Here, the theme of family betrayal is intertwined with idolatry and with the betrayals of Israel. Every indulged idolatrous temptation is the betrayal of a pact, a covenant. However, every betrayal of a primary covenant is also a form of idolatry, because instead of living within a good and true alliance, the one that saves us, generates life and makes us bear fruit, a smaller form of salvation is chosen instead. Fleeting pleasures are preferred while denying sincerity and transparency, in order to stay in hiding and in the dark. Every betrayal is a desecration of the most beautiful temple to worship wooden puppets in hovels, only to discover in the end that the first and perhaps only puppet we really idolized was our own self. Of course, today we know that we ought to listen to Gomer's version, the wife, as well. Because we have learned from history that to really understand a family crisis we must listen to both versions - the Bible does not care, its message is different; but we should care, because too many people, too many women, are "thrown out" for never having had the chance to tell their side of the story - before men and before God.

Hosea’s personal story also offers us the opportunity to understand a bit more about the metaphors and the language used in the Bible. The Jewish people certainly understood something new about human fidelity by looking at how their faithful God chose, loved and forgave his people; but that same people was able to understand something more about God, about faith and about fidelity by looking at the fidelities and infidelities of their own people. Allegories and metaphors are not only literary techniques, they are not only used to describe with more images and poetry what we already knew about God; no, they are also discoveries about the nature of God by looking at the nature of a relationship, that is, the nature of man, and the nature of woman. Because if it is true, and it is true, that we can discover biblical humanism by looking at biblical theology, it is also true that we learn about God by looking at human beings.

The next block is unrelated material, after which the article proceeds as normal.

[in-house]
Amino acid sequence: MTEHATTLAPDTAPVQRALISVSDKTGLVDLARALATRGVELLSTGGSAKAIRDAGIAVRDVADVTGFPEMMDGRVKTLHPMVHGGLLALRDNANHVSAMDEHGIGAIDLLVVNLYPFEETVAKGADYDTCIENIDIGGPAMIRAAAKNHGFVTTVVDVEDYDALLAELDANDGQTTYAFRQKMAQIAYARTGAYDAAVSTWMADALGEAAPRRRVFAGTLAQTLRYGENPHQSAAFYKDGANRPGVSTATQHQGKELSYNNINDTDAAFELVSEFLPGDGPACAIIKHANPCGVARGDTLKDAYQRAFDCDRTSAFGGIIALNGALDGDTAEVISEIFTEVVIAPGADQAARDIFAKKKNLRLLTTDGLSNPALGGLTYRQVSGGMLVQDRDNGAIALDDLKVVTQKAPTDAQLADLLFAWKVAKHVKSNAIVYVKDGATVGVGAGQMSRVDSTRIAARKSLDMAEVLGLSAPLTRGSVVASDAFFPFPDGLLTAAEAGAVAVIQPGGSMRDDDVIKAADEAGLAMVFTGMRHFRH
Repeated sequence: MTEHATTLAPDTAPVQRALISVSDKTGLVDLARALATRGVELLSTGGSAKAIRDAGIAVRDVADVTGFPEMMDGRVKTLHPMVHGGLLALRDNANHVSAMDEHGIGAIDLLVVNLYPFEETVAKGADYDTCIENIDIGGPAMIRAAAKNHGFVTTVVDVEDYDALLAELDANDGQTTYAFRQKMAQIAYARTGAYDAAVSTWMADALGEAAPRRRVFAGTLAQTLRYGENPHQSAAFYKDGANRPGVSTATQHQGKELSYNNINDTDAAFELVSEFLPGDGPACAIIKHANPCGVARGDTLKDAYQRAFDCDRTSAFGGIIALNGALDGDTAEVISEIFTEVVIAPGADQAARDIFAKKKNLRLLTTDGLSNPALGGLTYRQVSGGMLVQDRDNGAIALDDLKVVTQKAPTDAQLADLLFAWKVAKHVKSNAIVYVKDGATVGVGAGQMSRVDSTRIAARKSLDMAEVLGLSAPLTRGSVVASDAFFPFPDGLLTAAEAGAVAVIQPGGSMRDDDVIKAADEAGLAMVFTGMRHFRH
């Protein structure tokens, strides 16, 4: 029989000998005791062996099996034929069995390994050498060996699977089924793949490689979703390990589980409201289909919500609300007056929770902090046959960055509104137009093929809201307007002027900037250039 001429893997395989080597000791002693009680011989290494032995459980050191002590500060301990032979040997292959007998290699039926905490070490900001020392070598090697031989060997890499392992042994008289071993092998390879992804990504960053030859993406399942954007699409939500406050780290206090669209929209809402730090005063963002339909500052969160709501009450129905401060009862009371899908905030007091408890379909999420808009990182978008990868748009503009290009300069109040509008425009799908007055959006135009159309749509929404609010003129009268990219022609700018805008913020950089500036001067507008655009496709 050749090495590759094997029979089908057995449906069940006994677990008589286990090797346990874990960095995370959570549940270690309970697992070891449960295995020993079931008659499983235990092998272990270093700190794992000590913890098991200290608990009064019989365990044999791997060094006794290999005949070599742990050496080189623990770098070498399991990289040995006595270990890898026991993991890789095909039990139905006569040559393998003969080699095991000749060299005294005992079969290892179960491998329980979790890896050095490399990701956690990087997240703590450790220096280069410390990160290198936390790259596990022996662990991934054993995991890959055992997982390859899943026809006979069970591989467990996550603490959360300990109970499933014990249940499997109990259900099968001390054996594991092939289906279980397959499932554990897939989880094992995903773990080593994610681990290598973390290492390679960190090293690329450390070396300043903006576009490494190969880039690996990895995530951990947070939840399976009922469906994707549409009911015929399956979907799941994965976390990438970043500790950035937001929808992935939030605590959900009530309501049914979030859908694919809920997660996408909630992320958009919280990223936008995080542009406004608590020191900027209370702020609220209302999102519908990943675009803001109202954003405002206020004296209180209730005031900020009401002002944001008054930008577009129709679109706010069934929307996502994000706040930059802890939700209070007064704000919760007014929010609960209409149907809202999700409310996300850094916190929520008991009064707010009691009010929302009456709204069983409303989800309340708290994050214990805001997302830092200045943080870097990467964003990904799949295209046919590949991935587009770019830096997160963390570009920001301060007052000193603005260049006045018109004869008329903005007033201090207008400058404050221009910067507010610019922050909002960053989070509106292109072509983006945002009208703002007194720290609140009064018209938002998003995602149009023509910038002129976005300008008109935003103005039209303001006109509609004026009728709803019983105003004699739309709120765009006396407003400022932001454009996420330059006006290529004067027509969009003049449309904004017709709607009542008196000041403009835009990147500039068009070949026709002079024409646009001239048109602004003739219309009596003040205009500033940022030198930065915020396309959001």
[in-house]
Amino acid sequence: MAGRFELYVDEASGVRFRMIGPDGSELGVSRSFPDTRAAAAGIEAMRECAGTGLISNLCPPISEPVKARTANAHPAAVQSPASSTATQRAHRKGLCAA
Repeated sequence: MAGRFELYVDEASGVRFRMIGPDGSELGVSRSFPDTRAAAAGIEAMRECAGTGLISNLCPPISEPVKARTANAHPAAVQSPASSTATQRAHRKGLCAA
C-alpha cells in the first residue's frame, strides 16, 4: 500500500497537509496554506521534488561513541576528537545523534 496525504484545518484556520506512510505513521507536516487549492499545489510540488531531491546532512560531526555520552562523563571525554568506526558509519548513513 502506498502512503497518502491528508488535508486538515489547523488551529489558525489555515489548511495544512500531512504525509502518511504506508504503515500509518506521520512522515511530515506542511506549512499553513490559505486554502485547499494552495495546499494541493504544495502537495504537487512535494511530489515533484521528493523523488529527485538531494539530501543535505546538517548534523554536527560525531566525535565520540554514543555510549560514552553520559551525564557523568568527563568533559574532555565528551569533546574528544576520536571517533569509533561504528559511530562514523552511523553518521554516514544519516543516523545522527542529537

This truth gives immense value to our joys and sufferings, to our created and broken covenants, to our happy and sick relationships, because they are the grammar with which God speaks to us about himself. And he must really give infinite value to family, both when it works and when it falls ill, if in order to talk to us about himself he asked Hosea to tell us about the wounds in his family.

Whenever humanity expands, whenever our spiritual and ethical capacity grows within the contradictions of life, we are also expanding the image of God. And if the Bible makes us talk about our relationships in order to talk to us about God, we should not be surprised if one day we discover that God is relationship, and that we have gotten to know him a little thanks to our own family and relational lexicon. At the highlight of the Divine Comedy, Dante had the extraordinary experience, poetic and mystical at the same time, of seeing his own face in the centre of the Trinitarian dance: «Within Itself, of Its own very colour, to me seemed painted with our Human Form; whence wholly set upon It was my gaze» (Dante, The Divine Comedy, Paradise 33,130-132). If we could enter the Trinitarian dance that takes place in the wine cellar of our own being, we would find, there, in its very colour, the Human Form... of God. This game of mirrors between the Adam and Elohim is what constitutes the first reciprocity of heaven and earth.